(CNN Student News) -- February 17, 2009
Stimulus for Schools - Discover how much of the stimulus plan is slated for K-12 public education.
Venezuelan Vote - Find out how Venezuela's controversial leader could stay in power indefinitely.
No Charges Against Phelps - Hear what Olympian Michael Phelps says he hopes to do from now on.
THIS IS A RUSH TRANSCRIPT. THIS COPY MAY NOT BE IN ITS FINAL FORM AND MAY BE UPDATED.
CARL AZUZ, CNN STUDENT NEWS ANCHOR: CNN Student News is back from a three-day weekend! Hope everything is going well for you. I'm Carl Azuz, and our first story today concerns a certain stimulus plan!
First Up: Congress Passes Stimulus
AZUZ: It's America's most expensive stimulus bill ever, and President Obama is scheduled to sign it today. The U.S. House and Senate have passed a $787 billion measure, intended to give a serious booster shot to the U.S. economy. Some say it'll work, some say it won't; everyone will find out in the months and years ahead. The government's planning to spend about 65% of this money on everything from bridges, roads and buildings to unemployment benefits and food stamps. The other 35% will come in the form of tax cuts adding up to about $13 extra a week in a person's paycheck.
AZUZ: Remember field trips? For some of you, they're a thing of the past with school budget cuts. AP classes, art and music programs, summer school. All of this could disappear as education suffers in the recession. There is hope, though, that the stimulus could help out. Kate Bolduan explains how, as she takes us to one of many schools that could use some cash.
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KATE BOLDUAN, CNN REPORTER: The new secretary of education, Arne Duncan, toured an Arlington, Virginia high school to make the pitch for why education dollars matter in the stimulus package.
ARNE DUNCAN, U.S. SECRETARY OF EDUCATION: There's nothing more important we can do, than create facilities that our students need to learn and reach their full potential.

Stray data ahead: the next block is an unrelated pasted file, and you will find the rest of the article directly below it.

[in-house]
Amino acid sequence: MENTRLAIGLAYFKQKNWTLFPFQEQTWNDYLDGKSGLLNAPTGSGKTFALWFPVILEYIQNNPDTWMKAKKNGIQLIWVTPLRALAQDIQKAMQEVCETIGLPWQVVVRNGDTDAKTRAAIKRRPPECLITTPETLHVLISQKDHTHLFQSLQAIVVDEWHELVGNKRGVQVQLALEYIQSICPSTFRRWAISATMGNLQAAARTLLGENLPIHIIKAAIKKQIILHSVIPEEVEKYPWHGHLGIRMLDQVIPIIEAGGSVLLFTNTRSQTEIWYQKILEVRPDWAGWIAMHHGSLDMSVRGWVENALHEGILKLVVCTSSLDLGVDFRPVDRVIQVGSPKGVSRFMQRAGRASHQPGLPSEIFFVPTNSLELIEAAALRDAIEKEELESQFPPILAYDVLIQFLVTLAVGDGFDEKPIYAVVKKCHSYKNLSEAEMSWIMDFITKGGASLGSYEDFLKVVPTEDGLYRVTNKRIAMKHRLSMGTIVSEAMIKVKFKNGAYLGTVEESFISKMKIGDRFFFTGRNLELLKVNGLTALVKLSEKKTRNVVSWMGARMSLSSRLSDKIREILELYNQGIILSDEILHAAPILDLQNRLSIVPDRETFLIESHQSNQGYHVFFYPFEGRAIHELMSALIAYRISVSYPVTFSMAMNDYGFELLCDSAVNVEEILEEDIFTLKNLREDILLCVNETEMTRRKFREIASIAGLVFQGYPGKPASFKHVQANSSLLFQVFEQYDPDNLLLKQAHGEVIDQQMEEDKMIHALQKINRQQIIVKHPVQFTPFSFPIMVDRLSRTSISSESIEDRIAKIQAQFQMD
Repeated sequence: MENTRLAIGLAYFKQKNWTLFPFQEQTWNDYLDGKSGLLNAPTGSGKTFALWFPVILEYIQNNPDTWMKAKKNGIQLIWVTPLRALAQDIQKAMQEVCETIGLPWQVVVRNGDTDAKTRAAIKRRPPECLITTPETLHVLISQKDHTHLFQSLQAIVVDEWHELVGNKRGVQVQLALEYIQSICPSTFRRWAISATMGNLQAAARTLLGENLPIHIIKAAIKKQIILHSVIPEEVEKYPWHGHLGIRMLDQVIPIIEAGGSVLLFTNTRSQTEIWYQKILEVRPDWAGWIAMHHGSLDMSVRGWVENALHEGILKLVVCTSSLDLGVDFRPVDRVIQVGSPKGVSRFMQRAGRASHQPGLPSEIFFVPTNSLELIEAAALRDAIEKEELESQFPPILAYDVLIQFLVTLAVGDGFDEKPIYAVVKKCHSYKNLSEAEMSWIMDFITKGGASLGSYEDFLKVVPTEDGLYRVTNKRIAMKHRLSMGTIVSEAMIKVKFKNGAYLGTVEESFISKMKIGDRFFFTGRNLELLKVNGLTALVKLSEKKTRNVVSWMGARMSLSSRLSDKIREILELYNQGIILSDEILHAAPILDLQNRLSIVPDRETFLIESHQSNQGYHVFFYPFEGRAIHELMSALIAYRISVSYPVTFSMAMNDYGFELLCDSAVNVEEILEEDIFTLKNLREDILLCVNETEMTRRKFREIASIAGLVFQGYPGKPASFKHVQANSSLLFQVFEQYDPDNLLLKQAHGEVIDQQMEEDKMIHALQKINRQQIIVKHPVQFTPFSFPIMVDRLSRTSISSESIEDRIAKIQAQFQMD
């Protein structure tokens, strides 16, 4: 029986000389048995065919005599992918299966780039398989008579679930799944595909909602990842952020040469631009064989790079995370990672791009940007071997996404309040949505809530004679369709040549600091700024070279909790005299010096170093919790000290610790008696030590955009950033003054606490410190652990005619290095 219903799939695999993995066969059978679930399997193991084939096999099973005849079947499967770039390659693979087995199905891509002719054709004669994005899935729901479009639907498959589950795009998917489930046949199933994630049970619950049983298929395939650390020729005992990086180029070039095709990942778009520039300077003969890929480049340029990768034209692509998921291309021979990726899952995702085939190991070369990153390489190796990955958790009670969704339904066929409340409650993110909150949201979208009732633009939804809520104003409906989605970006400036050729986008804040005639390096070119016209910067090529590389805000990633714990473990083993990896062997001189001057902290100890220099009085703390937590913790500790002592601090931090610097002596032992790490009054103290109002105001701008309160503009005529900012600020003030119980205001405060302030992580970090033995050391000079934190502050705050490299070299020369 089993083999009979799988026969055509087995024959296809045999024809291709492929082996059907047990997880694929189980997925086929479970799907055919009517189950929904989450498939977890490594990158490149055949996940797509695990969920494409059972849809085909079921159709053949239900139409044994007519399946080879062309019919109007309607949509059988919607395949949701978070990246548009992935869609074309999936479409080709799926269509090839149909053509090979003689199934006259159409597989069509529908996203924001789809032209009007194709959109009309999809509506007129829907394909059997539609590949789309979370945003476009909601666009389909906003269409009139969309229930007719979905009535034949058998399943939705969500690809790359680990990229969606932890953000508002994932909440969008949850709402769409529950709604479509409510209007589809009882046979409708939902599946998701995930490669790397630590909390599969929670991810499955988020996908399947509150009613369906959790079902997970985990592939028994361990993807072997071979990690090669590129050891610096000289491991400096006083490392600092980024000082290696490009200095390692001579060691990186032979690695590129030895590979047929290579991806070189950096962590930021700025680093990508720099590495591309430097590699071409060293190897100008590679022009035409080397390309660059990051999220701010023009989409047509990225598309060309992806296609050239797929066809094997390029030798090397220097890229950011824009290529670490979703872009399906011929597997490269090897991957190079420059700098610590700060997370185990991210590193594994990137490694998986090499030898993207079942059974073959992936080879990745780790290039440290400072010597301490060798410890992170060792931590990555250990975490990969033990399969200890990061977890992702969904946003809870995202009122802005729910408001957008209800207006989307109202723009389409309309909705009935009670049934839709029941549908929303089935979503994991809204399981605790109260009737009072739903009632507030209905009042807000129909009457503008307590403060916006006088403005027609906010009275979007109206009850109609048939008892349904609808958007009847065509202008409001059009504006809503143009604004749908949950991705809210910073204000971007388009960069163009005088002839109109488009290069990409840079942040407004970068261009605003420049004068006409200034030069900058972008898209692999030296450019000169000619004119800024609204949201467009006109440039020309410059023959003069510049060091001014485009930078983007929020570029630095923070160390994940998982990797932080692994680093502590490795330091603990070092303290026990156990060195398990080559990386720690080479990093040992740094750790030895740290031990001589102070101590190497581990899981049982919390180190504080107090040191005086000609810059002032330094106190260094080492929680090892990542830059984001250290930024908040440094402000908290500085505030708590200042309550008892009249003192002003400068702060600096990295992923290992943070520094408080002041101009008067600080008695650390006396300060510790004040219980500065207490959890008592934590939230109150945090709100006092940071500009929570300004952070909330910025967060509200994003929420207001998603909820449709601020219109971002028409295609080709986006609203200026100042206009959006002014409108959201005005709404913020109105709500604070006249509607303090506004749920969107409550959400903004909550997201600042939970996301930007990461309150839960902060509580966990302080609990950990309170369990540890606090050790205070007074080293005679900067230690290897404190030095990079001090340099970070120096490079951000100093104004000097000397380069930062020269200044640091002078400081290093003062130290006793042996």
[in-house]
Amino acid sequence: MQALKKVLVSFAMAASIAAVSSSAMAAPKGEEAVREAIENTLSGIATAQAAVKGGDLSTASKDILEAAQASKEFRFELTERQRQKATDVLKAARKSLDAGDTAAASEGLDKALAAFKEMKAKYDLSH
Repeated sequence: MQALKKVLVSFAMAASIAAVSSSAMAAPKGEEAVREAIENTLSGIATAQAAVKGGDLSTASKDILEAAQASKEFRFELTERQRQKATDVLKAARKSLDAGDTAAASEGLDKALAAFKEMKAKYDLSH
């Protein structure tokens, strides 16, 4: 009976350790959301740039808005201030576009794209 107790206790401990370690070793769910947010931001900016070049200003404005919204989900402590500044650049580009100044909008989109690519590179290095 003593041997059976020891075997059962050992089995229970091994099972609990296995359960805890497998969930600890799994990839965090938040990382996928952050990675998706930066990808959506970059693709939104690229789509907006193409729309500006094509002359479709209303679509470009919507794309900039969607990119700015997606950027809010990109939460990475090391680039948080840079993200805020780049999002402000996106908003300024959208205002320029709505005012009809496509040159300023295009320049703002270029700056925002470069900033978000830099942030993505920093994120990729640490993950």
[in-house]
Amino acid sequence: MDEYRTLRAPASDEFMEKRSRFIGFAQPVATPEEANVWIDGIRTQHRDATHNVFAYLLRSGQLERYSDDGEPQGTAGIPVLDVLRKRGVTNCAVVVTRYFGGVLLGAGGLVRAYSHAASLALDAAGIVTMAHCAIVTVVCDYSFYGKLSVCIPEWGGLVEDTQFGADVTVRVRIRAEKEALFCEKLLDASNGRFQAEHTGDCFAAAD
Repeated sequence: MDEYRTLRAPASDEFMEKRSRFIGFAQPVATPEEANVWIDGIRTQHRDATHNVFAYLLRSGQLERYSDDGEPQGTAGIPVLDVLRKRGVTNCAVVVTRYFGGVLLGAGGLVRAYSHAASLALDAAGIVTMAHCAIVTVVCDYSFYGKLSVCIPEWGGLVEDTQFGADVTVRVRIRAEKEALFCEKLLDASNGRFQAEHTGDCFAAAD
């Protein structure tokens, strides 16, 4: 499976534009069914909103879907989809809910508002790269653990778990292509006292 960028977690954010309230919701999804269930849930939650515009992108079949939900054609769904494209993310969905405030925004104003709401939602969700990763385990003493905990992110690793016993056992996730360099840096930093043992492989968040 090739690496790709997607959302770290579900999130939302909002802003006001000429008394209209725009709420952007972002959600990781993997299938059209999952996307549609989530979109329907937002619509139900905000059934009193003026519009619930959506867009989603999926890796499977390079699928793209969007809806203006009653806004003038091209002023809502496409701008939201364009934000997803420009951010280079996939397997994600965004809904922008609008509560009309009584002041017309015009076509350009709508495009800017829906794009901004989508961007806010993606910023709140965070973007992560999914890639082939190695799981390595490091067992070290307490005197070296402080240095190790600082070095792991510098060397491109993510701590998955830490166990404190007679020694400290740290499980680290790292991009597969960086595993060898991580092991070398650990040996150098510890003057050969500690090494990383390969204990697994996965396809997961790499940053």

BOLDUAN: About $80 billion of the total $787 billion package goes toward K-12 public education. We went to Arlington Schools Superintendent Rob Smith, to find out what that money means to his district.
BOLDUAN: What in this school, for example, could you do with stimulus dollars?
ROBERT SMITH, SCHOOLS SUPERINTENDENT, ARLINGTON CO. VIRGINIA: We know we need to do some work with the roof system. We know we need to put in a sprinkler system and we know we need to rework the entire heating air conditioning ventilation system. And that's the work that needs to be done. We know what we need to do so we're ready to spend the money.
BOLDUAN: Smith says, even without considering construction costs, Arlington schools are facing an $11 to $18 million budget shortfall this year. And they're looking at cutting everything from school books to buses to staff to make ends meet. Education leaders say school districts across the country are making the same painful decisions.
ANNE BRYANT, EXECUTIVE DIR., NATIONAL SCHOOL BOARD ASSOCATION: Our school boards tell us that they are facing shortages in terms of teacher layoffs, cutting programs. It's not just, you know, nice-to-do programs. It's the very core of teaching. It's the very core of raising student achievement.